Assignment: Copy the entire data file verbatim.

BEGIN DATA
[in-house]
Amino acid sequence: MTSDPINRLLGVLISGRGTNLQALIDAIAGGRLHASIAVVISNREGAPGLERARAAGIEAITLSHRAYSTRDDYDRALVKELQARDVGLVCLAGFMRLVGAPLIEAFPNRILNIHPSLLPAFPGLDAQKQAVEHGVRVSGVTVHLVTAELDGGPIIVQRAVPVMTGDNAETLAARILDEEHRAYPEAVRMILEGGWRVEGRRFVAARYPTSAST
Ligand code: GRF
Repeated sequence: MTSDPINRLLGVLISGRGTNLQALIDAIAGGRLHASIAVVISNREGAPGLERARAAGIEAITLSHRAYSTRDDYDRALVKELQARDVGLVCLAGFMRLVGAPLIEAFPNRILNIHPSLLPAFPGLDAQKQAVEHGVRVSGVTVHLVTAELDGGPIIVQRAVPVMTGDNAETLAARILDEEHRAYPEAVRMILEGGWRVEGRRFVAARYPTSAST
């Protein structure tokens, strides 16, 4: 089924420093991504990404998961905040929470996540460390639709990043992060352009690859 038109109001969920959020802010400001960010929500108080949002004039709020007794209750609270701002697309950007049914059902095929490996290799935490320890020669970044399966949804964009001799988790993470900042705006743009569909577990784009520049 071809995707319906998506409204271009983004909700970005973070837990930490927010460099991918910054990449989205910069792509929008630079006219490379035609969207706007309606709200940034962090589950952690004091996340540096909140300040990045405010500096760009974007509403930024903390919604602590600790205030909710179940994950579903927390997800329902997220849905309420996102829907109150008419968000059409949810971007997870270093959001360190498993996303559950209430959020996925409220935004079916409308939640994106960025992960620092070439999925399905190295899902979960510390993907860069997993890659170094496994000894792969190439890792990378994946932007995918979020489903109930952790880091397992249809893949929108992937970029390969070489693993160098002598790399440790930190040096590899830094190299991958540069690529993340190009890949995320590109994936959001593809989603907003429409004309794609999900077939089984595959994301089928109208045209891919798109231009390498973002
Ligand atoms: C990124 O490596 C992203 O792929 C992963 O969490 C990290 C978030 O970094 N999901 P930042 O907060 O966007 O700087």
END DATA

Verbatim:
[in-house]
Amino acid sequence: MTSDPINRLLGVLISGRGTNLQALIDAIAGGRLHASIAVVISNREGAPGLERARAAGIEAITLSHRAYSTRDDYDRALVKELQARDVGLVCLAGFMRLVGAPLIEAFPNRILNIHPSLLPAFPGLDAQKQAVEHGVRVSGVTVHLVTAELDGGPIIVQRAVPVMTGDNAETLAARILDEEHRAYPEAVRMILEGGWRVEGRRFVAARYPTSAST
Ligand code: GRF
Repeated sequence: MTSDPINRLLGVLISGRGTNLQALIDAIAGGRLHASIAVVISNREGAPGLERARAAGIEAITLSHRAYSTRDDYDRALVKELQARDVGLVCLAGFMRLVGAPLIEAFPNRILNIHPSLLPAFPGLDAQKQAVEHGVRVSGVTVHLVTAELDGGPIIVQRAVPVMTGDNAETLAARILDEEHRAYPEAVRMILEGGWRVEGRRFVAARYPTSAST
């Protein structure tokens, strides 16, 4: 089924420093991504990404998961905040929470996540460390639709990043992060352009690859 038109109001969920959020802010400001960010929500108080949002004039709020007794209750609270701002697309950007049914059902095929490996290799935490320890020669970044399966949804964009001799988790993470900042705006743009569909577990784009520049 071809995707319906998506409204271009983004909700970005973070837990930490927010460099991918910054990449989205910069792509929008630079006219490379035609969207706007309606709200940034962090589950952690004091996340540096909140300040990045405010500096760009974007509403930024903390919604602590600790205030909710179940994950579903927390997800329902997220849905309420996102829907109150008419968000059409949810971007997870270093959001360190498993996303559950209430959020996925409220935004079916409308939640994106960025992960620092070439999925399905190295899902979960510390993907860069997993890659170094496994000894792969190439890792990378994946932007995918979020489903109930952790880091397992249809893949929108992937970029390969070489693993160098002598790399440790930190040096590899830094190299991958540069690529993340190009890949995320590109994936959001593809989603907003429409004309794609999900077939089984595959994301089928109208045209891919798109231009390498973002
Ligand atoms: C990124 O490596 C992203 O792929 C992963 O969490 C990290 C978030 O970094 N999901 P930042 O907060 O966007 O700087």